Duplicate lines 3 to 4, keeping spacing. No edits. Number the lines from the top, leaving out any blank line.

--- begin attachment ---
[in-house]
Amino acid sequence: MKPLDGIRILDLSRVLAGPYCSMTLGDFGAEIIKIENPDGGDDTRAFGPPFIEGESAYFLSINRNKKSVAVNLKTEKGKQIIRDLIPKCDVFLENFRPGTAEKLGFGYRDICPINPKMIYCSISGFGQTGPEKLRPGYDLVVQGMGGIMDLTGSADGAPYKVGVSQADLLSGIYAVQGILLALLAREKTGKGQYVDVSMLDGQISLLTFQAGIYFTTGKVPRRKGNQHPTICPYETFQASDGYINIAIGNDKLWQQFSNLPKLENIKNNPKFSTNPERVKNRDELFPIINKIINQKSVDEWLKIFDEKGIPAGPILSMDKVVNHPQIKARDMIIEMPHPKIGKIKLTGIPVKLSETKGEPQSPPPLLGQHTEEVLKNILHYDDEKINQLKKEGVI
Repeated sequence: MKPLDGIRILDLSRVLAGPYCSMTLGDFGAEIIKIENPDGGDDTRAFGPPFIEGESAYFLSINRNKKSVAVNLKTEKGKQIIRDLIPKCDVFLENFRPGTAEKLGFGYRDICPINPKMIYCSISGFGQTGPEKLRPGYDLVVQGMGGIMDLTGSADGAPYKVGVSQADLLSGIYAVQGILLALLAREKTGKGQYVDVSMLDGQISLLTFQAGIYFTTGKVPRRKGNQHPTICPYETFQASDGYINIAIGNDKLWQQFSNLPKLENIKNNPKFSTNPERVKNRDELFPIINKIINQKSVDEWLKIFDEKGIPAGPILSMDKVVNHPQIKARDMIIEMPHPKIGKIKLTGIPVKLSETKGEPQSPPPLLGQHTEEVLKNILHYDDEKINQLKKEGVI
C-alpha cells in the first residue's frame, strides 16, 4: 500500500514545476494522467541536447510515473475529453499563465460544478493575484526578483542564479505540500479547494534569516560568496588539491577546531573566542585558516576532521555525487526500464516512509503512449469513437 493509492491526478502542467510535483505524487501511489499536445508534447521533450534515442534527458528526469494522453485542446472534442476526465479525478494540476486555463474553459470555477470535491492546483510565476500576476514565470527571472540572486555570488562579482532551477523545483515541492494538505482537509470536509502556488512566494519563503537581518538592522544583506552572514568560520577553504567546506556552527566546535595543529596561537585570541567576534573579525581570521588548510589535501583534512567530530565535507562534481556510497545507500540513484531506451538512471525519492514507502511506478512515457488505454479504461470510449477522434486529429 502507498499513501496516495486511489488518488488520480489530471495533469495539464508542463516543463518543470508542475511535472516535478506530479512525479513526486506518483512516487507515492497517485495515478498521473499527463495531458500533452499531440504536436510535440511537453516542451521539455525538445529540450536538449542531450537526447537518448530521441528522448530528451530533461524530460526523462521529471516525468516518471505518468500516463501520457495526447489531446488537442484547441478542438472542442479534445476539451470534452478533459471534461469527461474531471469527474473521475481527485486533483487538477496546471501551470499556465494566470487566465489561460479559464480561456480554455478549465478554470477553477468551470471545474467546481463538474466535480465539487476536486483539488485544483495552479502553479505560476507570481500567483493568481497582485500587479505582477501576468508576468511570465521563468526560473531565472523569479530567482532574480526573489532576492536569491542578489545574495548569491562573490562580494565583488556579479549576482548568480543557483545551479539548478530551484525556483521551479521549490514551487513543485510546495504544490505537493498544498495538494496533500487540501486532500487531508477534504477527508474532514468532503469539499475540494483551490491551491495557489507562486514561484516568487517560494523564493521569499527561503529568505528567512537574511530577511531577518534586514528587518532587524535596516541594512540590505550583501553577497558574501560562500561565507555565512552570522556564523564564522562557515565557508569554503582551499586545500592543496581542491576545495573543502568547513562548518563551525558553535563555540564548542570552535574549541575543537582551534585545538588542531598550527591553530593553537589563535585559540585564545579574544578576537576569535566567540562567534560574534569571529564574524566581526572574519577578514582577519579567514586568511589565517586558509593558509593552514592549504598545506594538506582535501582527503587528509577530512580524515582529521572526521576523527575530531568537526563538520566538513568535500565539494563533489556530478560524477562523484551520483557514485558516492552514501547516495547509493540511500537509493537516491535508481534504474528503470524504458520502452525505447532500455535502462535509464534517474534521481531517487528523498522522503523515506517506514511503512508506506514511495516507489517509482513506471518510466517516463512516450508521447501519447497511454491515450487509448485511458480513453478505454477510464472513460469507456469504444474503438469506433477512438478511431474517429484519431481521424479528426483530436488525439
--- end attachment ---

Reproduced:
Repeated sequence: MKPLDGIRILDLSRVLAGPYCSMTLGDFGAEIIKIENPDGGDDTRAFGPPFIEGESAYFLSINRNKKSVAVNLKTEKGKQIIRDLIPKCDVFLENFRPGTAEKLGFGYRDICPINPKMIYCSISGFGQTGPEKLRPGYDLVVQGMGGIMDLTGSADGAPYKVGVSQADLLSGIYAVQGILLALLAREKTGKGQYVDVSMLDGQISLLTFQAGIYFTTGKVPRRKGNQHPTICPYETFQASDGYINIAIGNDKLWQQFSNLPKLENIKNNPKFSTNPERVKNRDELFPIINKIINQKSVDEWLKIFDEKGIPAGPILSMDKVVNHPQIKARDMIIEMPHPKIGKIKLTGIPVKLSETKGEPQSPPPLLGQHTEEVLKNILHYDDEKINQLKKEGVI
C-alpha cells in the first residue's frame, strides 16, 4: 500500500514545476494522467541536447510515473475529453499563465460544478493575484526578483542564479505540500479547494534569516560568496588539491577546531573566542585558516576532521555525487526500464516512509503512449469513437 493509492491526478502542467510535483505524487501511489499536445508534447521533450534515442534527458528526469494522453485542446472534442476526465479525478494540476486555463474553459470555477470535491492546483510565476500576476514565470527571472540572486555570488562579482532551477523545483515541492494538505482537509470536509502556488512566494519563503537581518538592522544583506552572514568560520577553504567546506556552527566546535595543529596561537585570541567576534573579525581570521588548510589535501583534512567530530565535507562534481556510497545507500540513484531506451538512471525519492514507502511506478512515457488505454479504461470510449477522434486529429 502507498499513501496516495486511489488518488488520480489530471495533469495539464508542463516543463518543470508542475511535472516535478506530479512525479513526486506518483512516487507515492497517485495515478498521473499527463495531458500533452499531440504536436510535440511537453516542451521539455525538445529540450536538449542531450537526447537518448530521441528522448530528451530533461524530460526523462521529471516525468516518471505518468500516463501520457495526447489531446488537442484547441478542438472542442479534445476539451470534452478533459471534461469527461474531471469527474473521475481527485486533483487538477496546471501551470499556465494566470487566465489561460479559464480561456480554455478549465478554470477553477468551470471545474467546481463538474466535480465539487476536486483539488485544483495552479502553479505560476507570481500567483493568481497582485500587479505582477501576468508576468511570465521563468526560473531565472523569479530567482532574480526573489532576492536569491542578489545574495548569491562573490562580494565583488556579479549576482548568480543557483545551479539548478530551484525556483521551479521549490514551487513543485510546495504544490505537493498544498495538494496533500487540501486532500487531508477534504477527508474532514468532503469539499475540494483551490491551491495557489507562486514561484516568487517560494523564493521569499527561503529568505528567512537574511530577511531577518534586514528587518532587524535596516541594512540590505550583501553577497558574501560562500561565507555565512552570522556564523564564522562557515565557508569554503582551499586545500592543496581542491576545495573543502568547513562548518563551525558553535563555540564548542570552535574549541575543537582551534585545538588542531598550527591553530593553537589563535585559540585564545579574544578576537576569535566567540562567534560574534569571529564574524566581526572574519577578514582577519579567514586568511589565517586558509593558509593552514592549504598545506594538506582535501582527503587528509577530512580524515582529521572526521576523527575530531568537526563538520566538513568535500565539494563533489556530478560524477562523484551520483557514485558516492552514501547516495547509493540511500537509493537516491535508481534504474528503470524504458520502452525505447532500455535502462535509464534517474534521481531517487528523498522522503523515506517506514511503512508506506514511495516507489517509482513506471518510466517516463512516450508521447501519447497511454491515450487509448485511458480513453478505454477510464472513460469507456469504444474503438469506433477512438478511431474517429484519431481521424479528426483530436488525439